If your child is ready to start reading, you need to be doing more than letting them run loose on the internet. You should be finding learning opportunities for them — especially if they’re planning on going to college someday. V medial words are an essential building block to learning to read. You can teach them by having them read stories, but if that’s not enough, you can also give them a lab of their own to build those medial words.
So where does the Learning V Medial Words Lab Stand? Your child will spend time reading words a few at a time from a list of five or six words, then she’ll be asked to pair each word with its best partner, then she’ll choose one that works across the board! It’s all about learning this way: finding out what they know and what they don’t know.
1. Book Stores :
Keep your child’s mind sharp without spending a lot of money at a book store. When you’re on vacation, take a detour to your nearest book store. Then spend some time browsing the shelves and letting your child pick out a few books. Don’t worry about what books look like — just let them find something that catches their eye. The point is to get them hooked on reading and to learn words, not to conquer reading all at once.
Each time you do this, you’ll be knocking out another “V medial word.” It can be the same or it can be something new each time, but it will all help your child improve those college entrance exams… even if it isn’t something you’d normally consider “educational.” You’ll be surprised how many things are beneficial to learning when you’re out of the classroom.
2. Board Games :
Playing board games with your child is a great way to get them excited about reading, too. There are lots of games that incorporate reading — Scrabble, Monopoly, Sorry and even some card games like War and Go Fish. Since they’re playing with a friend or family member, they’re not as aware that they’re actually learning something at the same time. If you want to do more, you can always make up games of your own that incorporate words from your reading list.
3. Read It Yourself Books :
When they’re not in the classroom, reading is a great way to make reading part of their daily routine. Your child should be able to go through one book a day — and though you can start with picture books, those are best for young readers. When they’re ready for a little more challenge, a good single word per day at bedtime is a great way to get kids interested in the things they read about in books (and it helps them learn their medial words at the same time!).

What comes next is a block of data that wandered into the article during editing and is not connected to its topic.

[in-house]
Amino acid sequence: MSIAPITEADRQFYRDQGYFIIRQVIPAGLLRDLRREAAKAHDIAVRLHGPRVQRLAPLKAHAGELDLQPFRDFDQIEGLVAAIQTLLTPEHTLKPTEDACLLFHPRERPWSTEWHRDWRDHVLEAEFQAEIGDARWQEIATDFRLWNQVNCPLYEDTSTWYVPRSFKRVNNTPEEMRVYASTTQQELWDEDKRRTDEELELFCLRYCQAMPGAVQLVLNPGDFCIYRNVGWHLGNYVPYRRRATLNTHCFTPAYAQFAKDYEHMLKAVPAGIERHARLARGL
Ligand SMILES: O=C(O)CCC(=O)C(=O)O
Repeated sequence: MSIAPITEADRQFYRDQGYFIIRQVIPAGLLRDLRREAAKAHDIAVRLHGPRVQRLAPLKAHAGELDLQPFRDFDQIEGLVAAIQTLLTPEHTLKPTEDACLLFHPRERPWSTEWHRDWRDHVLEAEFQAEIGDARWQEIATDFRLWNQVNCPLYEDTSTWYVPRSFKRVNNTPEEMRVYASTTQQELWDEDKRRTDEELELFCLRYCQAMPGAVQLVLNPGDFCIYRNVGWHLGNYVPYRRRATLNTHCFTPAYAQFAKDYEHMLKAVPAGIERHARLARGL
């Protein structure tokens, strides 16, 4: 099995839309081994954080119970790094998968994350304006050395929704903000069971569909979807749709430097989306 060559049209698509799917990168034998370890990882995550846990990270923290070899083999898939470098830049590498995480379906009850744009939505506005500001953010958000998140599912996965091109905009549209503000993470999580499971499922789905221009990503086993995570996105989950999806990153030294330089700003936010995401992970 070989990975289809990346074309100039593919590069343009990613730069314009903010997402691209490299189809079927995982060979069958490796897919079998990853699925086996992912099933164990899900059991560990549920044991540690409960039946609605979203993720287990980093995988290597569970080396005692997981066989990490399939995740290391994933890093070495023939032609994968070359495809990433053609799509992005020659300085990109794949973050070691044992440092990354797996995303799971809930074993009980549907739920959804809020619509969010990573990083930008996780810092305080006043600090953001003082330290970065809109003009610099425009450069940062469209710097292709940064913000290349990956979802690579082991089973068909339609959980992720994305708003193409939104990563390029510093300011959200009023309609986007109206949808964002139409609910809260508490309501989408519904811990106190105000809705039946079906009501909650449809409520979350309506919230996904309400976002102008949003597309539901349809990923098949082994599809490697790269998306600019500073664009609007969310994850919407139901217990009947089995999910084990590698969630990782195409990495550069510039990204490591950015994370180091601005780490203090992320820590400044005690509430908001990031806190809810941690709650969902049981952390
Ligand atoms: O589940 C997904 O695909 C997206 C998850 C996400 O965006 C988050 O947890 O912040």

4. Picture Books :
If you can put up with the crude drawings in chapter books, you might want to start your child off on picture books. Because those tend to be shorter, it’s easy for your child to get through several a day and be knocking out some reading. If your child is a bit older than that, then you can talk about hiding words in the pictures and making them up as they go along. You might even want to try it yourself — see what happens!
5. School Books :
If you’re not sure where else to take your reading, then let the school systems take over! They have plenty of reading programs and other ways for children to learn these medial words… even if they’re not really learning them. Just make sure you follow the rules and don’t try to teach your child anything that isn’t permitted by the teacher. And remember: no child should take more than 30 minutes of reading when being tested!
6. Books of Your Choice :
If there’s a children’s book you really like, don’t just let it collect dust on your shelf because it’s too hard for your child to understand. Break it down into words and start working the knowledge with them. If you know where the words come from and what they mean, they’ll at least be able to get something from the book by following along with you. You can even go so far as to write the words on a piece of paper as you read them — talk them through and make your own story!
7. Play It With Them :
You can use board games to learn medial words, but you can also use them to teach those medial words to your child. For example, if they’re playing Candyland, the board could have words like “first” and “second” on it so they eventually know that “first one’s the red candy and the second one’s the green one.” Use whatever activities are at hand that come with a learning goal in mind — since kids are usually pretty good at following directions.